Matei, S., & Ball-Rokeach, S. J. (2007). Communication channels, spatial stereotyping, and urban conflict: A cross-scale and spatio-temporal analysis. Journal of Dispute Resolution, 1, 195-210.
Matei, S., & Ball-Rokeach, S.J. (2001). Real and virtual social ties: Connections in the everyday lives of seven ethnic neighborhoods. American Behavioral Scientist. 45(3), 550-564.
Matei, S., Ball-Rokeach, S.J., & Qiu, J. (2001). Fear and misperception of Los Angeles urban space: A spatial statistical study of communication-shaped mental maps. Communication Research, 28(4), 429-463. matei_fear_CR.pdf
Matei, S., Ball-Rokeach, S.J., Wilson, M., Gibbs, J., & Gutierrez Hoyt, E. (2001). Metamorphosis: A field research methodology for studying communication technology and community. Electronic Journal of Communication. 11(2). From http://www.cios.org/www/ejcrec2.htm.
Matei, S.A., & Ball-Rokeach, S.J. (2005). Watts, the 1965 Los Angeles riots and the communicative construction of the fear epicenter of Los Angeles. Communication Monographs, 72(3), 301-323. Matei_Ball_Rokeach_2005_Watts_The_1965_LA_Riots_Communicative_0259.pdf
Wilkin, H. A., Ball-Rokeach, S. J. , Matsaganis, M. D., & Cheong, P. H. (In Press). Comparing the communication ecologies of geo-ethnic communities: How people stay on top of their community. Journal of Electronic Communication.
Papers in Preparation
Kim, Y.C., & Wilkin, H. (in progress) Structural Constraints, Neighborhood Communication Resources, and Access to Health Information among Hispanic Immigrants in Los Angeles.
Papers Presented at Professional Meetings
Ball-Rokeach, S.J. (2004). Geo-ethnic communities of Los Angeles. Paper presented at the meeting of the Leadership California Conference on California Heritage: Shaping California's Future, San Francisco.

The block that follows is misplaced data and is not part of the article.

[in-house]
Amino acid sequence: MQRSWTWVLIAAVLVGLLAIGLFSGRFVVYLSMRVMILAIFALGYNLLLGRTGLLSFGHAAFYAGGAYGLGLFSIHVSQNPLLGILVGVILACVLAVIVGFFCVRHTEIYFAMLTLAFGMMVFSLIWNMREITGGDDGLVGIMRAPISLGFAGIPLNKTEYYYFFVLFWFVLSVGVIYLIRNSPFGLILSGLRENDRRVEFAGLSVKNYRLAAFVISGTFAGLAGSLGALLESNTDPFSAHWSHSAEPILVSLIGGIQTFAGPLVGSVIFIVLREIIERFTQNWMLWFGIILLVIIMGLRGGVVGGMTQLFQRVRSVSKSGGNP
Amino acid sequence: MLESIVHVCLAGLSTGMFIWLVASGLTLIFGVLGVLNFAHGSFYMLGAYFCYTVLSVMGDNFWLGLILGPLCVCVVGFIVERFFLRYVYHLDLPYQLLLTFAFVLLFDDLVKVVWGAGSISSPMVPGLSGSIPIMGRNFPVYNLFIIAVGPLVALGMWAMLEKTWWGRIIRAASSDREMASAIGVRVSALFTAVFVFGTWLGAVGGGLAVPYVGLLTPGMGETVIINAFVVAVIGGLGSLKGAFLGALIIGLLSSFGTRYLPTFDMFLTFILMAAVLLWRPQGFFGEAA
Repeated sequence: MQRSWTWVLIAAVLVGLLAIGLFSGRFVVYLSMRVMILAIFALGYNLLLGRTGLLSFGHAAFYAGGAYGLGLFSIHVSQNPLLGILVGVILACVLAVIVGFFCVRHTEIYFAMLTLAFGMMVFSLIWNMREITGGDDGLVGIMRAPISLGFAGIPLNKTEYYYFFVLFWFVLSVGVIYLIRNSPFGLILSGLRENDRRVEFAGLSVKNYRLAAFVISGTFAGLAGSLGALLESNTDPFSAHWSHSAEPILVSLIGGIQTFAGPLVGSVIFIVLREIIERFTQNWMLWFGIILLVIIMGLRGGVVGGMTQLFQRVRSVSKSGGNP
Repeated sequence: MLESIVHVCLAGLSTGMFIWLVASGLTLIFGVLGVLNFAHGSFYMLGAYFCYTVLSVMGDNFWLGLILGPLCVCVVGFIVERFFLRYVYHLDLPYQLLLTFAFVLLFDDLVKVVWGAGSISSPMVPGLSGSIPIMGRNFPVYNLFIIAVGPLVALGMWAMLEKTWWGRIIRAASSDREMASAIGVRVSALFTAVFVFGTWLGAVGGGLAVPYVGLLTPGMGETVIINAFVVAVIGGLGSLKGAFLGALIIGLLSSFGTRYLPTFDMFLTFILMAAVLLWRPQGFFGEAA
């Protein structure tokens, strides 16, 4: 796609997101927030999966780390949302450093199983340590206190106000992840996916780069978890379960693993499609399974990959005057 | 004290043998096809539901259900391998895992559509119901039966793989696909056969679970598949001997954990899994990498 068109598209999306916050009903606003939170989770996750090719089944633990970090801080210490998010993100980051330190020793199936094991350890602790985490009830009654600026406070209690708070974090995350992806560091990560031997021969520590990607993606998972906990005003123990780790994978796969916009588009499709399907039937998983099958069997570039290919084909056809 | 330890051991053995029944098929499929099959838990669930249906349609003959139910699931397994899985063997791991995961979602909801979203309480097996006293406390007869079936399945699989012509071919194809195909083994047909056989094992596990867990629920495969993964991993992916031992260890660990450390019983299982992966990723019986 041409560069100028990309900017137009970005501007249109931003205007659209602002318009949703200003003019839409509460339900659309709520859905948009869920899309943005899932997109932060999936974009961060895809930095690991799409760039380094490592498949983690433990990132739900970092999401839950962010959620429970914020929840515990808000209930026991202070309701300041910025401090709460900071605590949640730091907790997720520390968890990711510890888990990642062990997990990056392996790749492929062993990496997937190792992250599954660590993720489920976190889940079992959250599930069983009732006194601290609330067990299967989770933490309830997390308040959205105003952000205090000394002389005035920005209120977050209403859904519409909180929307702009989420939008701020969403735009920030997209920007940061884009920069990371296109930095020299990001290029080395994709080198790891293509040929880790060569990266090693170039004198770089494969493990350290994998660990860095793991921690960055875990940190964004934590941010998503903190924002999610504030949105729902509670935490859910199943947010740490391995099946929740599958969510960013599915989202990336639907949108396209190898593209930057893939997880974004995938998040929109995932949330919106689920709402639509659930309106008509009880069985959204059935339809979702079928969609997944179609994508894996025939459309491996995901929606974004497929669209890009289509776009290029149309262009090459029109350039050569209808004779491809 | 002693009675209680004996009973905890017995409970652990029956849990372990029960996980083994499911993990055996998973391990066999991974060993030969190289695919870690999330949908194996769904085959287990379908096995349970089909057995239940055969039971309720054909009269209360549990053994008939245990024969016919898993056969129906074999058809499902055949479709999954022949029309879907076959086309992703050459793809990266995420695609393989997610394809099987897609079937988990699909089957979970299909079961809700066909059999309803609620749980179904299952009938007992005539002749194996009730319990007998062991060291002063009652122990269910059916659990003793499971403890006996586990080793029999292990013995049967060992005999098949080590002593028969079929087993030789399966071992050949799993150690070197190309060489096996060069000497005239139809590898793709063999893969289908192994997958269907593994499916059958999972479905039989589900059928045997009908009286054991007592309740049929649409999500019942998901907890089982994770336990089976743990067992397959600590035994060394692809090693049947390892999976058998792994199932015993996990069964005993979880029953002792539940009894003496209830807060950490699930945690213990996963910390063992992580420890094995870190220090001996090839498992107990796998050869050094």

Ball-Rokeach, S.J., Gonzalez, C., Son, M., Kligler-Vilenchik, N. (2012). Understanding Individuals in the Context of Their Environment: Communication Ecology as a Concept and Method. Paper presented at the International Communication Association conference in Pheonix, AZ.
Ball-Rokeach, S.J., Kim, Y., & Matei, S. (2001). Storytelling neighborhood: Paths to belonging in diverse urban environments. Paper presented at the American Sociological Association Meetings. Los Angeles.
Broad, G.M. (2009). Gardens as Sites for Neighborhood Communication: The Case of Hollywood Community Gardens. Paper presented at the Urban Communication Foundation Seminar at the Conference of the National Communication Association. Chicago, IL.
Broad, G.M., & Gonzalez, C. (2011, May). Intergroup Relations in South Los Angeles--Combining Communication Infrastructure and Contact Hypothesis Approaches. Paper presented at the Conference of the International Communication Association, Boston, Massachusetts.
Chavez, C. (2008). Catholic Parishes as Agents of Integration and Isolation. Paper presented at the International Communication Association Conference, Montreal.
Chavez, C.A. & Ball-Rokeach, S.J. (2006). Exploring the Role of Religious Affiliation on Civic Engagement Amongst New Immigrant Latinos in Los Angeles. Paper presented at the meeting of the International Communication Association, Dresden, Germany.
Gonzalez, C.& Moreno, E. (2008). Working Together for a Shared Community: Community-Based Organizations as Sites of Intergroup Interaction. Paper presented at the International Communication Association Conference, Montreal.
Katz, V. (2008). An Active Education: Classroom Participation as an Influence On Inter-group Relations Between Parents. Paper presented at the International Communication Association Conference, Montreal.